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Chapter 13. Canon EOS Rebel T3: Troubles... > Troubleshooting Memory Cards

Troubleshooting Memory Cards

Sometimes good memory cards go bad. Sometimes good photographers can treat their memory cards badly. It’s possible that a memory card that works fine in one camera won’t be recognized when inserted into another. In the worst case, you can have a card full of important photos and find that the card seems to be corrupted and you can’t access any of them. Don’t panic! If these scenarios sound horrific to you, there are lots of things you can do to prevent them from happening, and a variety of remedies available if they do occur. You’ll want to take some time—before disaster strikes—to consider your options.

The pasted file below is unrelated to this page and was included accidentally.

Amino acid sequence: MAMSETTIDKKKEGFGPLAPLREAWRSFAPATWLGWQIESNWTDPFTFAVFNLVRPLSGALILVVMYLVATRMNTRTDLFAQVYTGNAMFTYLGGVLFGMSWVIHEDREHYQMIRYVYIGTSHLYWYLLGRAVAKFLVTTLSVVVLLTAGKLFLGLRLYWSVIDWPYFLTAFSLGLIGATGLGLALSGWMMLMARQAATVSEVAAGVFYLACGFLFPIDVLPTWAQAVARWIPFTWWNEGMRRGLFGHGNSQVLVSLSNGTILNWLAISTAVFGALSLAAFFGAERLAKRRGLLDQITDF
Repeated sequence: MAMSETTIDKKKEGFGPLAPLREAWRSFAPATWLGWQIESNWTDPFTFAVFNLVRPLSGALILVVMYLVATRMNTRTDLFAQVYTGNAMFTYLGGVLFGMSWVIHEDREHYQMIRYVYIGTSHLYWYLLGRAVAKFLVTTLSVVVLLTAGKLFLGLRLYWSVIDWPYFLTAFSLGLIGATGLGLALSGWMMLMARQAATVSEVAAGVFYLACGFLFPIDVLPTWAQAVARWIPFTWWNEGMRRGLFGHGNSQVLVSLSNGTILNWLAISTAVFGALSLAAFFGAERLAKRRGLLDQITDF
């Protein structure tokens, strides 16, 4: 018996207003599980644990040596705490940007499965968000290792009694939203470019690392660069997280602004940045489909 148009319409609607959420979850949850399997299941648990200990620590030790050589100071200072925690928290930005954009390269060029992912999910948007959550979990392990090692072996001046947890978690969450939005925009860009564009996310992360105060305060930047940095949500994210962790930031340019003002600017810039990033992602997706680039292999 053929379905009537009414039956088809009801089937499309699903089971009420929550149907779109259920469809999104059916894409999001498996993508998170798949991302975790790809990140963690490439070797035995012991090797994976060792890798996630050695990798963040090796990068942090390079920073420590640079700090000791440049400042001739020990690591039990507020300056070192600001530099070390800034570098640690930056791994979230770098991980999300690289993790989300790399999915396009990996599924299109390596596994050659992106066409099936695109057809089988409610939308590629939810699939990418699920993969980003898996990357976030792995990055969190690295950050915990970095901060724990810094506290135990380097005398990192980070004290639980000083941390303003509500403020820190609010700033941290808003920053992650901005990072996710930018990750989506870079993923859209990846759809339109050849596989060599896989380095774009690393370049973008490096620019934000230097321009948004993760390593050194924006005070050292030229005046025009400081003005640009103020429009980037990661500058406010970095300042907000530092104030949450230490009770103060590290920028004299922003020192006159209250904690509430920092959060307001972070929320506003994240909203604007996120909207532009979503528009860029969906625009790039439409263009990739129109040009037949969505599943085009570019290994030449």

All Your Eggs in One Basket?

The debate about whether it’s better to use one large memory card or several smaller ones has been going on since even before there were memory cards. I can remember when computer users wondered whether it was smarter to install a pair of 200MB (not gigabyte) hard drives in their computer, or if they should go for one of those new-fangled 500MB models. By the same token, a few years ago the user groups were full of proponents who insisted that you ought to use 128MB memory cards rather than the huge 512MB versions. Today, most of the arguments involve 8GB cards versus 16GB or 32GB cards, and I expect that as prices for 64GB memory cards continue to drop, they’ll find their way into the debate as well. Size is especially important when you’re using a camera like the T3 that captures 12-megapixel images.


  

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